I have embraced many new things over the years.  In spite of the tendency for the aged to resist change, in my 30s, I  fought the urge to cast off new-fangled ideas.  I have been an early adopter of such crazy ideas as smart phones and iPods.  I learned to love Facebook when it was in its infancy.  I even signed on to Twitter, Linked In, YouTube and Instagram- before they were cool, hip, groovy.  But over the years, one social media site could not entice me into its offensive web… Pinterest.  I couldn’t understand the role “pinning” could play in my life.  I knew how to Google and had a basic knowledge of how to bookmark items on my computer.  I didn’t understand how this could be any different.  So I resisted Pinterest for years. Fast forward a couple of years until when I got my first classroom all to myself. One sweltering summer night, as I pondered the glory of being entrusted with a space all my own, I began to panic.  I had visited my room and was faced with blank walls, bland floors and a vibe that was altogether, “institutional chic.”   How could I expect a group of 9 year olds to come in on their first day of 4th grade and be excited to be in a room with beige walls?  I delved deep into my creative roots and thought back  to every set I had ever created.  I dug out pictures of other kid-friendly spaces I had helped decorate.  I called my friends and texted my colleagues and still I came up lacking.  I had no idea what to do.  So, as I turned to Facebook to air my disgrace to 500 of my closest friends, I saw a link.  It promised crafty ideas galore.  It beckoned to me with glimpses of limitless design inspirations.  It taunted me with its sassy icon- a playful white font on a field of red.  And I fell for it.  So began 80 hours of decorating that cost me around $450. Darn you Pinterest.  Darn you and your plethora of ideas.  You led me down a rabbit hole so deep I wasn’t sure if I would escape in time for the first day of school, let alone open-house two days before!  After that first, fateful night of furious pinning, I shopped and I shopped.   I pressured my family and my friends to help.  We cut and pasted and twisted and clipped.  We hung and painted and glued and taped.  We traced and cut and labeled and laminated.  It was a frenzy of room prepping chaos.  And finally, my room was ready for open-house.  Unfortunately,  after hours of...

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The Gift That Keeps On Giving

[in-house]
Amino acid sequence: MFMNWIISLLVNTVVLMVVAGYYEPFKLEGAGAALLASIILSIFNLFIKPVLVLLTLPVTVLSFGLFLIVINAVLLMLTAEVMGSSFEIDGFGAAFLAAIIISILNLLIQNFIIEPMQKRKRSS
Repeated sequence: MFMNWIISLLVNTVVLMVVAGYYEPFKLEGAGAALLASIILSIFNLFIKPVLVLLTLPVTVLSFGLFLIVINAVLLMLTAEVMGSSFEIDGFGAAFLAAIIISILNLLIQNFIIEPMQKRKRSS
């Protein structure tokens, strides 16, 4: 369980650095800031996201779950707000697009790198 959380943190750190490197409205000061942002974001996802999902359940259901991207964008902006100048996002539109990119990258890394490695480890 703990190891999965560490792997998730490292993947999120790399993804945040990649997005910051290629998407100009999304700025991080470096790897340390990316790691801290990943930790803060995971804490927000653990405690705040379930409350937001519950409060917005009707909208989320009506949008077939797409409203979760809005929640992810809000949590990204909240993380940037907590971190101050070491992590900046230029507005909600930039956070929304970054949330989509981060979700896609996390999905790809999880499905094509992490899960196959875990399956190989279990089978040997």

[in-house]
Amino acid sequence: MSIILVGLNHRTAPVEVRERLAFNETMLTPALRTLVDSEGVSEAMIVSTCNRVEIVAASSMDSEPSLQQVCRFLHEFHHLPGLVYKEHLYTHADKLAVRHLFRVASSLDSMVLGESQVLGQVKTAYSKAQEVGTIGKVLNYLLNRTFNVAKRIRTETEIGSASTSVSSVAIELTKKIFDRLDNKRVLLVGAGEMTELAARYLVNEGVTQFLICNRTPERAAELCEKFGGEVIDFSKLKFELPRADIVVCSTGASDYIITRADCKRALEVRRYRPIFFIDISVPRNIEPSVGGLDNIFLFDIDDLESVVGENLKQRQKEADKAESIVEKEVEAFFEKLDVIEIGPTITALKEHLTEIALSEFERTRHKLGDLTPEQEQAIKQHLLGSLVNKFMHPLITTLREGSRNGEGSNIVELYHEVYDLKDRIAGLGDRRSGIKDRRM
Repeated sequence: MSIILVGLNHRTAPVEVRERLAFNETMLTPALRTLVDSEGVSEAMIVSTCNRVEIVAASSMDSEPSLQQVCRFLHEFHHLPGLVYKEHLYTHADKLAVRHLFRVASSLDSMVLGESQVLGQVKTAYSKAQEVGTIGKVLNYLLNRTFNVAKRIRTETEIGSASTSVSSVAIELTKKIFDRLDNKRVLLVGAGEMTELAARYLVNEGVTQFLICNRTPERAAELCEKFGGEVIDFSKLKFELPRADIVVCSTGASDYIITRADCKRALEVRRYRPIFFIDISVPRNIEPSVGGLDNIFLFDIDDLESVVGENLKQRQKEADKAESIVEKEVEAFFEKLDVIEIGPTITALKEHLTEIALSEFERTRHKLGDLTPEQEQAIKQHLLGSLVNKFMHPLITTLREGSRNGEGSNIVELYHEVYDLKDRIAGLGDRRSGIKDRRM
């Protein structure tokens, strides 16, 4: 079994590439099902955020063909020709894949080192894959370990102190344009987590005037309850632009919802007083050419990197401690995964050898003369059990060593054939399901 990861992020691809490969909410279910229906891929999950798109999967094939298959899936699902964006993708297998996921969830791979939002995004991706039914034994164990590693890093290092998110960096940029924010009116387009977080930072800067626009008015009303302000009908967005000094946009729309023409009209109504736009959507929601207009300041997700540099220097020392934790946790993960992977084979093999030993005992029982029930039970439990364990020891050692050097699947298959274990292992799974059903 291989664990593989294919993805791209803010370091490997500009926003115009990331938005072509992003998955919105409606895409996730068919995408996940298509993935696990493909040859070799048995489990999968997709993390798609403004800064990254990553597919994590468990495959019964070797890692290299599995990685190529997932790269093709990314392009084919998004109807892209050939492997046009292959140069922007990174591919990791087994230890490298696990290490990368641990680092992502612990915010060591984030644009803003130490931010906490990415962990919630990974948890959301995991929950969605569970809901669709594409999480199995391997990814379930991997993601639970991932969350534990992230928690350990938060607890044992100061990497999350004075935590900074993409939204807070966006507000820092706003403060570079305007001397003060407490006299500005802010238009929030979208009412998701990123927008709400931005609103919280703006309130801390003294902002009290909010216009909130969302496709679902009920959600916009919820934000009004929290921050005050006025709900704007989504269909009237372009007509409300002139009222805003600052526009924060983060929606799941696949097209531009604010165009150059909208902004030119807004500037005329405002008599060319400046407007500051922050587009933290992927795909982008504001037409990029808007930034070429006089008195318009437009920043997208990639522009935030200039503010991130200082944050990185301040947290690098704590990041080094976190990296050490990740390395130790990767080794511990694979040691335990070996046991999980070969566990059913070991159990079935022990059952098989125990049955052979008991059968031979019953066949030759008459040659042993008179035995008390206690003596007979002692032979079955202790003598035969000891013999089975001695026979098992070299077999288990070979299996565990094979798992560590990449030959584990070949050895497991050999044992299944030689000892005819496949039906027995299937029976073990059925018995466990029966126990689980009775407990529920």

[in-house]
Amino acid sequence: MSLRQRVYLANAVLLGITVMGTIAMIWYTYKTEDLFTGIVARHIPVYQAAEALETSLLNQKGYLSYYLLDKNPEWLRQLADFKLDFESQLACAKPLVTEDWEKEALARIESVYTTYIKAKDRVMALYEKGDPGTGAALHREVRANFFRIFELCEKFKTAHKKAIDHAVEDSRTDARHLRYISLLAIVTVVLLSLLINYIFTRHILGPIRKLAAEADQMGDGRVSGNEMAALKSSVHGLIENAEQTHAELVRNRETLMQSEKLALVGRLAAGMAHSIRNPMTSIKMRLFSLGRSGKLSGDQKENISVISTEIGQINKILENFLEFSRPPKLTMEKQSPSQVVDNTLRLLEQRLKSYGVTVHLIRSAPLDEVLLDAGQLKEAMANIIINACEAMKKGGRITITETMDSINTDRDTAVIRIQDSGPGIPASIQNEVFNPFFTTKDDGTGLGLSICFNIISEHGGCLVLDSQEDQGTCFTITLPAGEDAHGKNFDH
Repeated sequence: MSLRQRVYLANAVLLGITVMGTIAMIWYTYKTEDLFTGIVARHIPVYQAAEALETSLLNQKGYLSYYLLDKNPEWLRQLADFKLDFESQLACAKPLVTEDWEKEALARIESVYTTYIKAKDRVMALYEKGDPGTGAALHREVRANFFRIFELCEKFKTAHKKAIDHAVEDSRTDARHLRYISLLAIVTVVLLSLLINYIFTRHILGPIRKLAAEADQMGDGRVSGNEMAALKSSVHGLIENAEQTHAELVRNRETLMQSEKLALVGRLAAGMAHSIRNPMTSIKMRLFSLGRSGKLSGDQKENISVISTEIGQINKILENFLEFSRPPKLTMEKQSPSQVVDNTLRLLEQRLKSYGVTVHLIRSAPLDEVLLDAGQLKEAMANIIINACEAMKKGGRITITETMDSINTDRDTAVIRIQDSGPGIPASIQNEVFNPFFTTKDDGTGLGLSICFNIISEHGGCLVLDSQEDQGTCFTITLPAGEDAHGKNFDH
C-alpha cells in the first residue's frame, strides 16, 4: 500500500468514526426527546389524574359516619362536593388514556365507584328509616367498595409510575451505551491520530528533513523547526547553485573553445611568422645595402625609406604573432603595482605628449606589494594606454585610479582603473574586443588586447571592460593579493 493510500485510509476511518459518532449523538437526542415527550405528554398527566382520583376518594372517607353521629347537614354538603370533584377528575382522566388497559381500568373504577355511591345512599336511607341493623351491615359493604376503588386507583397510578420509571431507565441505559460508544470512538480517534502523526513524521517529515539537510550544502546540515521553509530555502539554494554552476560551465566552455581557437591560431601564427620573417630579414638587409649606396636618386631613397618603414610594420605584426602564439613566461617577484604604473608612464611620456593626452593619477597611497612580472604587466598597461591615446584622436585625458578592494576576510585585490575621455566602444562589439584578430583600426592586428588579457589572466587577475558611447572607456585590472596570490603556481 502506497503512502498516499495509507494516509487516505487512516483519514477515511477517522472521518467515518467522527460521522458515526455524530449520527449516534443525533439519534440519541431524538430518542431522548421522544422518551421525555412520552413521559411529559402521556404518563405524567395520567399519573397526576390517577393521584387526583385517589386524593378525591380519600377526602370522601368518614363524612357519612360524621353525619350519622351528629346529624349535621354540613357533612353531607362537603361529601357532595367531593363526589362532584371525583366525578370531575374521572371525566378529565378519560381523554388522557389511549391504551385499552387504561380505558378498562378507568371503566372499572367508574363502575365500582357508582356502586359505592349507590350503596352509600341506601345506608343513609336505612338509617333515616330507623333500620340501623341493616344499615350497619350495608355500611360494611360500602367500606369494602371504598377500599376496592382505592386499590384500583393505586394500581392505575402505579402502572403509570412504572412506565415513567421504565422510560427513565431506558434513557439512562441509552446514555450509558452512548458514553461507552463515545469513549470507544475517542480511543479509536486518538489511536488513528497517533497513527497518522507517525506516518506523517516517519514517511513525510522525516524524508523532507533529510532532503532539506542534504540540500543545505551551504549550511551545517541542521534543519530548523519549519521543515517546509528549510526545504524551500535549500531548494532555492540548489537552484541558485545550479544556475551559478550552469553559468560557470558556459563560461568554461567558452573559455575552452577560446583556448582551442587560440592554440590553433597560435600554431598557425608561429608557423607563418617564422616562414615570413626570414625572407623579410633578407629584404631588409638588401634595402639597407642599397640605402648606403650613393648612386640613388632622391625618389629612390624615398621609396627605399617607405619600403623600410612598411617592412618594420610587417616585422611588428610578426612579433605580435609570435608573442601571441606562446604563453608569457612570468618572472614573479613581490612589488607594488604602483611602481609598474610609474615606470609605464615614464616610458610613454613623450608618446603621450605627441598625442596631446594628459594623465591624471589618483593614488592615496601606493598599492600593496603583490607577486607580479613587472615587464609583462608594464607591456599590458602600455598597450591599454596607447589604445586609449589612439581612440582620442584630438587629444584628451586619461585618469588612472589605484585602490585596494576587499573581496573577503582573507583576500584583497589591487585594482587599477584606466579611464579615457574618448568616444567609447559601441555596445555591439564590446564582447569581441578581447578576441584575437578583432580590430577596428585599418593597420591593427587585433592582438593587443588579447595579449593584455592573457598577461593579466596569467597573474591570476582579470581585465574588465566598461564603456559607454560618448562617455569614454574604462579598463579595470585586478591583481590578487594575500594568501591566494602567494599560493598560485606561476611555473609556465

My classroom is my second home.  I spend somewhere in the vicinity of 40+ hours a week there.  I keep a hoodie, make-up and deodorant in the closet.  I have personal pictures on display and have decorated to suit my tastes.  My teacher chair is well broken-in and soft in all the right places. I have tried to make it a pleasurable place to spend my life.  The icing on the homey-classroom cake was a gift from my parents three years ago.  On a glorious day in August, my mom showed up at school with a shiny, new Keurig coffee maker.  I laughed, I cried and generally embraced this fine device that dispenses the dark, bitter elixir that fuels my daily interactions with my students.   This honeymoon lasted for months, even years.  Every day, I would greet my Keurig with deep affection and gratitude.  I have treated it well and in turn, it has kept me knee deep in rich, aromatic, caffeinated goodness.  But one day last week, the use of this blessed appliance led to a terrible event.   For about two months, I have collected the k-cups after they served their purpose of facilitating the passing of steaming hot water water over beautiful, ground coffee.  You see, the generosity of the coffee does not stop after delivering a “cup of joe” to see me through my day.  The leftover coffee can then be added to a garden to nourish delicate root systems to ensure bountiful crops.  In short, after a day or two, I open the k-cups and empty them into a container to dry and later be added to our school’s raised bed gardens.  This is where things went awry. On that fateful day last week, I went to perk my first cup of the day when to my dismay, something SKITTERED out of the coffee grounds and darted across my floor.  This resulted in an alarming rise in my heart rate followed by some screaming (by me), general dancing around (by me) and an eventual squashing of the vial offender and its removal (by my partially alarmed next door colleague.)   Now, I have tried not to blame my Keurig.  How could such a delightful dispenser of dulce treats be at fault?  But I can’t help but feel alienated from my favorite classroom addition.  I hope it doesn’t hold it against...